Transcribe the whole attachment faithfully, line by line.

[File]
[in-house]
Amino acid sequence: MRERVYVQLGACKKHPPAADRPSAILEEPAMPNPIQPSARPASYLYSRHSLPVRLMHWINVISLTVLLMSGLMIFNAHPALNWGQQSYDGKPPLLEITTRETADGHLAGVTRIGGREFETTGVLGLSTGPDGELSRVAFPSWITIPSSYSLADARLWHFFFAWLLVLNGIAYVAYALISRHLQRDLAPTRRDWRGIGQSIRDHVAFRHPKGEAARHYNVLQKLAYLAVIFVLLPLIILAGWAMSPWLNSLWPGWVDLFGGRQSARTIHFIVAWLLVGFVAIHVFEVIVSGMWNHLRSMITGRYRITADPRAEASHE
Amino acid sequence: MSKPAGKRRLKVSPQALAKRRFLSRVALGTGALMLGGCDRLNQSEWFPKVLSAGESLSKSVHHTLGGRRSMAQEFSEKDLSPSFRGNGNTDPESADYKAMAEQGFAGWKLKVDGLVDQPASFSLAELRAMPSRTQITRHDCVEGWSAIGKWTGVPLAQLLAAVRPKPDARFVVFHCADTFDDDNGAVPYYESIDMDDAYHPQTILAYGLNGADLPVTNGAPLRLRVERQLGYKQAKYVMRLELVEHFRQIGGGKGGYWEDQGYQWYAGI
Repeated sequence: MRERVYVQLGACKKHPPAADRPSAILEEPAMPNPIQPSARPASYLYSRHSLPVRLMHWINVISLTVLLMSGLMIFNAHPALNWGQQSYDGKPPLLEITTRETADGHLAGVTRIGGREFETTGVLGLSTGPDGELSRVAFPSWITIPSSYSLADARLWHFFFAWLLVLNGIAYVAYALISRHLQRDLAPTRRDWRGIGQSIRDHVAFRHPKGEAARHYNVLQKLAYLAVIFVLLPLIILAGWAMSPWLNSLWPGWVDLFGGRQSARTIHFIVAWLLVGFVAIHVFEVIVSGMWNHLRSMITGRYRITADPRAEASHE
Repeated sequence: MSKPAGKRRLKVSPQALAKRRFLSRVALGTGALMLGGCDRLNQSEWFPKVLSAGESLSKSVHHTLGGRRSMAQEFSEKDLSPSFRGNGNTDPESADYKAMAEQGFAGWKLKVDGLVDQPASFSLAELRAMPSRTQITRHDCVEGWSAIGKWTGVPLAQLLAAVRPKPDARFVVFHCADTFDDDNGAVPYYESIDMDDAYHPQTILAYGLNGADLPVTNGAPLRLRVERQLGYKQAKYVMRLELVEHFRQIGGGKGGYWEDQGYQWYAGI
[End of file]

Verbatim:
[in-house]
Amino acid sequence: MRERVYVQLGACKKHPPAADRPSAILEEPAMPNPIQPSARPASYLYSRHSLPVRLMHWINVISLTVLLMSGLMIFNAHPALNWGQQSYDGKPPLLEITTRETADGHLAGVTRIGGREFETTGVLGLSTGPDGELSRVAFPSWITIPSSYSLADARLWHFFFAWLLVLNGIAYVAYALISRHLQRDLAPTRRDWRGIGQSIRDHVAFRHPKGEAARHYNVLQKLAYLAVIFVLLPLIILAGWAMSPWLNSLWPGWVDLFGGRQSARTIHFIVAWLLVGFVAIHVFEVIVSGMWNHLRSMITGRYRITADPRAEASHE
Amino acid sequence: MSKPAGKRRLKVSPQALAKRRFLSRVALGTGALMLGGCDRLNQSEWFPKVLSAGESLSKSVHHTLGGRRSMAQEFSEKDLSPSFRGNGNTDPESADYKAMAEQGFAGWKLKVDGLVDQPASFSLAELRAMPSRTQITRHDCVEGWSAIGKWTGVPLAQLLAAVRPKPDARFVVFHCADTFDDDNGAVPYYESIDMDDAYHPQTILAYGLNGADLPVTNGAPLRLRVERQLGYKQAKYVMRLELVEHFRQIGGGKGGYWEDQGYQWYAGI
Repeated sequence: MRERVYVQLGACKKHPPAADRPSAILEEPAMPNPIQPSARPASYLYSRHSLPVRLMHWINVISLTVLLMSGLMIFNAHPALNWGQQSYDGKPPLLEITTRETADGHLAGVTRIGGREFETTGVLGLSTGPDGELSRVAFPSWITIPSSYSLADARLWHFFFAWLLVLNGIAYVAYALISRHLQRDLAPTRRDWRGIGQSIRDHVAFRHPKGEAARHYNVLQKLAYLAVIFVLLPLIILAGWAMSPWLNSLWPGWVDLFGGRQSARTIHFIVAWLLVGFVAIHVFEVIVSGMWNHLRSMITGRYRITADPRAEASHE
Repeated sequence: MSKPAGKRRLKVSPQALAKRRFLSRVALGTGALMLGGCDRLNQSEWFPKVLSAGESLSKSVHHTLGGRRSMAQEFSEKDLSPSFRGNGNTDPESADYKAMAEQGFAGWKLKVDGLVDQPASFSLAELRAMPSRTQITRHDCVEGWSAIGKWTGVPLAQLLAAVRPKPDARFVVFHCADTFDDDNGAVPYYESIDMDDAYHPQTILAYGLNGADLPVTNGAPLRLRVERQLGYKQAKYVMRLELVEHFRQIGGGKGGYWEDQGYQWYAGI